A module for managing taxonomic characters that can be exported in different standards. Data are managed in a matrix structure, comparable to a spreadsheet.
For objects that can have hierarchical relationships, (such as taxonomies and menu items). A "child" menu item, for example, is nested under another menu item, which is referred to as the "parent" menu item.
Content Management System: a collection of tools designed to allow the creation, modification, organisation and removal of information. Drupal is the CMS used by Scratchpads.
The text, images, and other information on a web site. Besides nodes a typical Scratchpad will contain other material, such as comments and files. Collectively these are content and are the intellectual property of the Scratchpad community that created them.
Every node belongs to a single "content type" (sometimes called “node-type”) that defines various settings such as the node’s fields, whether comments are permitted, who can see the node (see permissions) etc.
Controlled characters can be used for phylogenetic analyses or interactive keys. The character is separated into two or more character states. Each characters state is attributed a number, starting with zero.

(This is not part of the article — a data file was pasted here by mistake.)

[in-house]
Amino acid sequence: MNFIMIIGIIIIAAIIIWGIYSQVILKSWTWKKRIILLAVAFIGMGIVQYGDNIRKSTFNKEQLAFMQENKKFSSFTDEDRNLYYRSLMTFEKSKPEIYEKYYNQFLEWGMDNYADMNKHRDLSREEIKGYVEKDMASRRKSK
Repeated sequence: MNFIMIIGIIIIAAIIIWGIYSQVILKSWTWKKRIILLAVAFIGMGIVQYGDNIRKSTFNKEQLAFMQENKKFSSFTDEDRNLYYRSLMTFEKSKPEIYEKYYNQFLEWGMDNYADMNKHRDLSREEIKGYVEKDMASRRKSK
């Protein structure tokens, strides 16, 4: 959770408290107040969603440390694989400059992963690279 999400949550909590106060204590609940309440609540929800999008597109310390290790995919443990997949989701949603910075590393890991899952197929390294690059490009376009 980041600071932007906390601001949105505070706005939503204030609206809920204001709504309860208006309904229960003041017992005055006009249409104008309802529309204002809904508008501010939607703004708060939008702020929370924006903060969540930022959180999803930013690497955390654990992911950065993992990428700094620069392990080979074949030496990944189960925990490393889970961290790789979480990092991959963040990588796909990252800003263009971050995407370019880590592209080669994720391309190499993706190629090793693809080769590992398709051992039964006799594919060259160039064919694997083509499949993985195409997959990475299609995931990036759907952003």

The countries map content type can be used to produce shaded presence/absence maps for taxa. The map regions are based on the TDWG distribution standards.
Comma-separated values, a file where tabular data are separated with commas.
Darwin Core (DwC) is a standard for sharing biodiversity information. Scratchpads use the DwC standard for location and specimen information. Read the introduction to the Darwin Core standard.
An easy to read user interface that gives an overview of important site information. You can access the Dashboard from the Admin Menu.
A free and open-source content management system (CMS), used by Scratchpads. About Drupal
This term has two meanings in Scratchpads:
An EndNote file format used for exporting references from the bibliographic software, EndNote.
Any defined chunk of data in a Scratchpad. This includes things like terms in a taxonomy, users, files, etc.
A project to provide global access to knowledge about life on Earth. EOL is a partner of the Scratchpad project. See http://www.eol.org.
eMonocot is a partner project that makes use of Scratchpads. eMonocot aims to create a global online resource for monocot plants. It will provide a focus for taxonomists working on monocots and will help people discover information about monocots by providing tools for identification, up-to-date checklists, descriptions and links to other resources. Read more about eMonocot.
See Shortcut icon
Elements of data that can be attached to a node or other Scratchpad entity. Fields commonly contain text, image, or numerical values, but there are many other data types. It is possible to create and customise fields in CCK.
A place in a Scratchpad where people can have online discussions by posting messages to each other. Forums (fora) are hierarchical and can contain subforums (subfora) with different discussion topics.